By the time I got home I had an idea. I had been given two tickets to a talk featuring a well-known writer. Since I had an extra ticket and it was free, I decided to ask him to join me. I figured if we went to this event together I might have the opportunity to find out what his status is and if he’s interested in meeting my friend. I didn’t know exactly how I’d do that, but I figured during the course of the evening I’d think of some way – whether subtle or straightforward – of doing so.

As soon as I got home I sent him an e-mail. I intentionally kept it light and funny. I posed a series of questions I thought might be going through his mind as a result of receiving the e-mail and I included answers to each question. The first question was: “Does she have an ulterior motive?” Answer: “No.” Of course, I knew that wasn’t totally true. I did have an ulterior motive: trying to find out if he’d like to meet my friend. And of course, I realized he might think my motives were, shall we say, a bit more personal. But, figuring I had nothing to lose, I went ahead and sent it.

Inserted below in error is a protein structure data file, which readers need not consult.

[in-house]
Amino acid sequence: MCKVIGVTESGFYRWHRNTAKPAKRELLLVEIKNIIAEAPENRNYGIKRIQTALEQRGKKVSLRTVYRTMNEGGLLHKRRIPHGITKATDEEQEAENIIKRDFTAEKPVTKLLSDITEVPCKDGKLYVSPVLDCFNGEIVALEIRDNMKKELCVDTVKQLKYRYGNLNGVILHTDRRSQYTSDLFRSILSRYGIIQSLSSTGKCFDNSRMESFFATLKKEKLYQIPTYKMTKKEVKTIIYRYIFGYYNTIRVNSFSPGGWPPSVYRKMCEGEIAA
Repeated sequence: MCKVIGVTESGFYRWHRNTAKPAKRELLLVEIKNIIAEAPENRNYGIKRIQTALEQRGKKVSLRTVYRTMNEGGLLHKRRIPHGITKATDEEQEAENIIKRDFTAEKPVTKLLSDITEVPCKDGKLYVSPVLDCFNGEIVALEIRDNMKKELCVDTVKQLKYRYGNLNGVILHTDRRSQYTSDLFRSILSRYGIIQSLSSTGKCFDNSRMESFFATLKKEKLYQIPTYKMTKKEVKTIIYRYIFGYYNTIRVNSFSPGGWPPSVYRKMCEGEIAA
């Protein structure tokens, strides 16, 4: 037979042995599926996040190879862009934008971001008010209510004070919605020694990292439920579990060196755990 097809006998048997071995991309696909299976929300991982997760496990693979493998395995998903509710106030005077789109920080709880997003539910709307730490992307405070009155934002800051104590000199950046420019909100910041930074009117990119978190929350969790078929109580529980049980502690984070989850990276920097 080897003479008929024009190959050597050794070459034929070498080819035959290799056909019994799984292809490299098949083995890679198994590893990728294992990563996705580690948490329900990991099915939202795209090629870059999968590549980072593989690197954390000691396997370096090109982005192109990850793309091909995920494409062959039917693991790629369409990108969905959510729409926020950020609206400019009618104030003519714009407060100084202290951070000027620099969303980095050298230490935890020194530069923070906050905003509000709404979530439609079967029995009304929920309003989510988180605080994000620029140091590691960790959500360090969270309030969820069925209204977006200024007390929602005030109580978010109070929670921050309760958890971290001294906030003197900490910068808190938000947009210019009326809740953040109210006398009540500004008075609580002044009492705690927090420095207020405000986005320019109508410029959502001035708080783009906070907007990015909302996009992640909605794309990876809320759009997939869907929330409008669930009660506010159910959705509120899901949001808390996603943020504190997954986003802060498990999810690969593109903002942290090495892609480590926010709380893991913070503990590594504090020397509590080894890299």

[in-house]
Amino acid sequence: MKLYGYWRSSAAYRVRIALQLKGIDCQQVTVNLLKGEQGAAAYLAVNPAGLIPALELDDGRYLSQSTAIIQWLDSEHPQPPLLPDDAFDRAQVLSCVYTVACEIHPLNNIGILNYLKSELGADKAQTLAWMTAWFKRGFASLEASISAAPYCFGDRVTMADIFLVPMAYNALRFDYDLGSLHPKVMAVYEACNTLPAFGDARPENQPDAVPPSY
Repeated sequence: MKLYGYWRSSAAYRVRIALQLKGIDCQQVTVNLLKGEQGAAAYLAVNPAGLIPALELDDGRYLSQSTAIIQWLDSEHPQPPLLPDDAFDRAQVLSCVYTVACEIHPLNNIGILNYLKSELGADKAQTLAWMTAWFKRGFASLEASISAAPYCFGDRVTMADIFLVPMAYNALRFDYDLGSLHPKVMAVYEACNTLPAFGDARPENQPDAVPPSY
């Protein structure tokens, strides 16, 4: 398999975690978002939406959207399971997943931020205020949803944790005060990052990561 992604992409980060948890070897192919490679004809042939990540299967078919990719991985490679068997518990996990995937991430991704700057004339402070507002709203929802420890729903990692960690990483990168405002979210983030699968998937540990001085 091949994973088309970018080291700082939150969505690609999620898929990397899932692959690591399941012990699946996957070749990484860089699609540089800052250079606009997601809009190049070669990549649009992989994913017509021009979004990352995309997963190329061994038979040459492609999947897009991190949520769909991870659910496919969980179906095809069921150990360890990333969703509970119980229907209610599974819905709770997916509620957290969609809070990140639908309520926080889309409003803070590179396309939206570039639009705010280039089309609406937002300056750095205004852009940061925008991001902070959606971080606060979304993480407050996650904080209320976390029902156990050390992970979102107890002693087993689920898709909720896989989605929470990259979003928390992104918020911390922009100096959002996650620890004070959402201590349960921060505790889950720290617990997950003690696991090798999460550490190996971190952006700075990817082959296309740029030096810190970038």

The following morning I got an e-mail in reply. His opening line was that he likes the way I write (he doesn’t know I make a living at it) and he likes my insight. Hmmm… What does that mean? I wondered. The next couple paragraphs he cleverly sashayed between saying yes and saying no. Reading it was like being spun about the dance floor.

Then, before I knew what was happening, he masterfully led me into the final, dramatic dip: a single, cleverly-phrased sentence in which he mentioned that, though he was free the evening of the event because his girlfriend had other plans, he really didn’t think he’d enjoy the lecture so he was declining the invitation.

Bravo! Gracefully done, I thought. The crucial information is revealed with no harm (though now I’m even more convinced he’d be perfect for my friend) and no hurt feelings. And, best of all, no need for awkwardness next time we run into each other.

Boy-oh-boy… sure makes me wish everyone was as good a dancer.

© 2010 Ingrid Sapona